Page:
shikegulumala wrote:

Good point, maybe next time I would wear iron caps on my fingers before hitting the vagus and suprascapular nerves. Thanks for the advice.

Sorry for not clarifying the paralysis part, i meant to say momentarily paralysed, but my mother was pushing me to switch off the computer. I just have a question : If striking 1 time can cause momentary paralysis, what if i struck a lot of times? Does the person still remain momentarily paralysed, or faces the risk of full paralysis or even death?


Iron caps?! You don't strike with your fingers, man. That's just silly and ineffective as you couldn't possible deal as much force with your fingers as you could with other forms of striking.

And it doesn't work like that. Why would you want to hit them a bunch of times? The best method of taking someone out is the one with the least movements required to do so. Which is the fact that supports why flashy intricate arts with many quick moves [TKD, much of Gung'Fu] are grossly ineffective.

You shouldn't even think about using such an attack without extensive training in atemi-waza or a similar field. That would be extremely irresponsible and stupid.
Atemi waza is a set of percussion strikes in koryu Jujutsu [my art] which incorporate a knowledge of nerve points.
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Posted 2/24/09
Wearing iron caps will only 'harden' the tip of your fingers. When you strike with them, your nails will be pushed into your fingers (or they will break or bend) and that will hurt. Iron caps will also not prevent you from bending a finger the wrong way or just outright breaking it.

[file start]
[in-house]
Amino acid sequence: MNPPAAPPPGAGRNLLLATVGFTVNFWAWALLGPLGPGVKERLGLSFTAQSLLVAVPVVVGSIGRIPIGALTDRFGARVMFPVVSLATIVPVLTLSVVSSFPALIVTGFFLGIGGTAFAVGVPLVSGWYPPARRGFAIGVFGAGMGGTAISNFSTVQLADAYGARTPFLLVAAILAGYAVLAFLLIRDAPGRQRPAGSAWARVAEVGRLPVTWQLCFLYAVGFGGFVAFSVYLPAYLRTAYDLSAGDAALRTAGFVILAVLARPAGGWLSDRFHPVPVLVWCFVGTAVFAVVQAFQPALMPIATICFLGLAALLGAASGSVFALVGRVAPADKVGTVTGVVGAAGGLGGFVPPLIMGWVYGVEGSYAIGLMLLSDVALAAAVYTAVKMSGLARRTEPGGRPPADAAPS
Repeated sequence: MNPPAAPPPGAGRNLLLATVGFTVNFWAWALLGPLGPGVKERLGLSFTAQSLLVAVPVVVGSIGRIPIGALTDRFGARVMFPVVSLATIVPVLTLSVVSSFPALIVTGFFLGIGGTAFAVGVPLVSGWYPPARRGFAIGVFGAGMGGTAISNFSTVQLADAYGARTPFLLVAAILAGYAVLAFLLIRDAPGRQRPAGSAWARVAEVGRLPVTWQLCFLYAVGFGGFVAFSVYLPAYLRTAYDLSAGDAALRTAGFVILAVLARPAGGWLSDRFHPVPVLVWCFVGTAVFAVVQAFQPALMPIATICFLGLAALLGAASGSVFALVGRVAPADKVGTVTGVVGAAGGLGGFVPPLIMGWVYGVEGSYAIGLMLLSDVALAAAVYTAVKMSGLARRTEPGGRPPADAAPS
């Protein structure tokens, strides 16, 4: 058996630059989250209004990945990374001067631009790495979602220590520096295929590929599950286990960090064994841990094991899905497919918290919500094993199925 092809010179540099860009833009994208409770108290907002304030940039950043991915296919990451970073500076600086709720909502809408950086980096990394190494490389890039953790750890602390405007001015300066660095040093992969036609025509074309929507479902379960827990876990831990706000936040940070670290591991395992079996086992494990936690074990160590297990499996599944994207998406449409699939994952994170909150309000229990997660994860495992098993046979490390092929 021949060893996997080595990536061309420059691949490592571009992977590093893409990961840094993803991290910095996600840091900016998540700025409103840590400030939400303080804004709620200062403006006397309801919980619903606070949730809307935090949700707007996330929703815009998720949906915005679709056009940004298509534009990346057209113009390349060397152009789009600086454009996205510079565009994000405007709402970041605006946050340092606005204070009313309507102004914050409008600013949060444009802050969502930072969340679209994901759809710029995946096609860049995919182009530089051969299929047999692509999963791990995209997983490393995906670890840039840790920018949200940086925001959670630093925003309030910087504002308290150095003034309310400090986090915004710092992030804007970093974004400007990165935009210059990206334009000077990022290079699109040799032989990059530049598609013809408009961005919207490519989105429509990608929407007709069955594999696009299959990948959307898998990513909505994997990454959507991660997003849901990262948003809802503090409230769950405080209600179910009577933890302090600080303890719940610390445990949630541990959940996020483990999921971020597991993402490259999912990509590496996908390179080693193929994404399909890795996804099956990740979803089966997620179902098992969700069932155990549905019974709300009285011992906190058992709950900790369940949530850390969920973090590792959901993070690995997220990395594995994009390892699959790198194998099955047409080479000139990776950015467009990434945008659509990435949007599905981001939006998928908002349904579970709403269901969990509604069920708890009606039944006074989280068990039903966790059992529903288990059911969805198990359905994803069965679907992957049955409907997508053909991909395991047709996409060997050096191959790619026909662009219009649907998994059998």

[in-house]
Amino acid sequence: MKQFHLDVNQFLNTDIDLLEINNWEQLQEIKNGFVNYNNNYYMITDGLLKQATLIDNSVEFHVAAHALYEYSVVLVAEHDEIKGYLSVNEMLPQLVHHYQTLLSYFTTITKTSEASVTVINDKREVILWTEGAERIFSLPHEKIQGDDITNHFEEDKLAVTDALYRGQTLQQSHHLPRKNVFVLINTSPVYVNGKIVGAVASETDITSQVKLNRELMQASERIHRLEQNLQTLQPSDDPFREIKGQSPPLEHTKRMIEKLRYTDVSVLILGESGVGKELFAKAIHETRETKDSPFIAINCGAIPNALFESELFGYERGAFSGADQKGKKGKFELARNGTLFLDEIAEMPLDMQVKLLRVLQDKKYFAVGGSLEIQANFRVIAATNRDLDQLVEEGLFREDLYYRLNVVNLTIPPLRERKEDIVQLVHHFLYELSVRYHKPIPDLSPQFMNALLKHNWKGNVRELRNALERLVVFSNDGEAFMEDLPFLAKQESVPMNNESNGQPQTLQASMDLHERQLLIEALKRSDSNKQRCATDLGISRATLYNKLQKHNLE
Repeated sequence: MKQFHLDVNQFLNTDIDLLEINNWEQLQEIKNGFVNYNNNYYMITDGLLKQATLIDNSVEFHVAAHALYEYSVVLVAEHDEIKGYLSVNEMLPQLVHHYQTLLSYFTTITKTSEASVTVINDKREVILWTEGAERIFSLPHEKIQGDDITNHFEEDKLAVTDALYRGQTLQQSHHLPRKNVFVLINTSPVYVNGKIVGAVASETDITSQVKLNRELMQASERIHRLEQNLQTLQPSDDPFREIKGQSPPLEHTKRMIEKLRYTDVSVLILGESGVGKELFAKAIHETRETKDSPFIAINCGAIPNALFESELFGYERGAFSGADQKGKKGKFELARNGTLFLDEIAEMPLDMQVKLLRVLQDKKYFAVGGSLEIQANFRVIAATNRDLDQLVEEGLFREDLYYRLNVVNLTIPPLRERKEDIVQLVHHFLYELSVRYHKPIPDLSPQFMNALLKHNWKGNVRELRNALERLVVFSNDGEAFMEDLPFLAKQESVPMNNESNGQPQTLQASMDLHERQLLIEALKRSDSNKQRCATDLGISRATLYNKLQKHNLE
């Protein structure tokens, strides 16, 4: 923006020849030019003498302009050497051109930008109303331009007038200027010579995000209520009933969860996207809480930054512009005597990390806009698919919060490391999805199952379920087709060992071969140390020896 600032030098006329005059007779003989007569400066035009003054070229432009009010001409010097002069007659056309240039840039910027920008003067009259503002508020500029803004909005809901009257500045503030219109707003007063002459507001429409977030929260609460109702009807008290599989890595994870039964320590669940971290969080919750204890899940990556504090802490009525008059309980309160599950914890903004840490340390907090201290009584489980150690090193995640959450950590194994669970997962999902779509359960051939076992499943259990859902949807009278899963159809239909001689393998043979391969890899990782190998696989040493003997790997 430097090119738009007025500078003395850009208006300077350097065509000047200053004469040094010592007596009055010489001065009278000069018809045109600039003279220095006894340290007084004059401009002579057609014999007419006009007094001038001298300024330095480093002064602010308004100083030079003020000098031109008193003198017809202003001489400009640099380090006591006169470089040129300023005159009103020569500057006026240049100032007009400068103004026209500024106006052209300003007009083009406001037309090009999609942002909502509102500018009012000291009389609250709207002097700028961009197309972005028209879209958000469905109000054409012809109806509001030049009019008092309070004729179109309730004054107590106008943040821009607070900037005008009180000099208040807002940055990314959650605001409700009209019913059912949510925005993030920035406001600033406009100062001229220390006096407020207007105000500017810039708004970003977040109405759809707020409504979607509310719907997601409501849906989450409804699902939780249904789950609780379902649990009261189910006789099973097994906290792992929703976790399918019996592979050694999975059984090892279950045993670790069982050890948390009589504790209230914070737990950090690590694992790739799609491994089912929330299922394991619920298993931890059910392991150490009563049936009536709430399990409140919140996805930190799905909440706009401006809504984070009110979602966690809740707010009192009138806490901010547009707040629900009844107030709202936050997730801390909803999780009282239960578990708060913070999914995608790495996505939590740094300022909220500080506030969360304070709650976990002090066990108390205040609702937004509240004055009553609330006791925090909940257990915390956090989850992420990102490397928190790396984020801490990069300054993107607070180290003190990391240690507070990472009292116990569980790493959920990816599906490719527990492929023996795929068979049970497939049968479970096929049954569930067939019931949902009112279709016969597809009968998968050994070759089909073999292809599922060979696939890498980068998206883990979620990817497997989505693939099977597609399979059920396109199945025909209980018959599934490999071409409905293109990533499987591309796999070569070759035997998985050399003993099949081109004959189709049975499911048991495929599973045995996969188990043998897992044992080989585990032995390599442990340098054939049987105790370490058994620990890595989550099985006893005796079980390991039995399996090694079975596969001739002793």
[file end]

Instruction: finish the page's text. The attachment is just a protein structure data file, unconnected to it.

Finger pokes should not be your main method of attack. Finger pokes exist because they concentrate more force into a smaller area, so they are good against pressure points, but the downside is that a lot of conditioning is required and there is a high risk. Thus, they are used primarily in extreme close quarters (when you can't attack your opponent in any other way). Even then, there might be other methods.
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Posted 3/16/09
I see... Thanks.

I was planning on sadistic fury then, but you are right, it's stupid to force your nails into your fingers to get into a rage.

I read about it in a book, and it says elbows are much better to use than fingers. Fingers are too delicate...

So, 2 effective methods are mentioned in this book:
1, stab the person by heart from back.
2, hit the head and neck with your elbow forcefully, then cut the larynyx.

Thanks for the good advice guys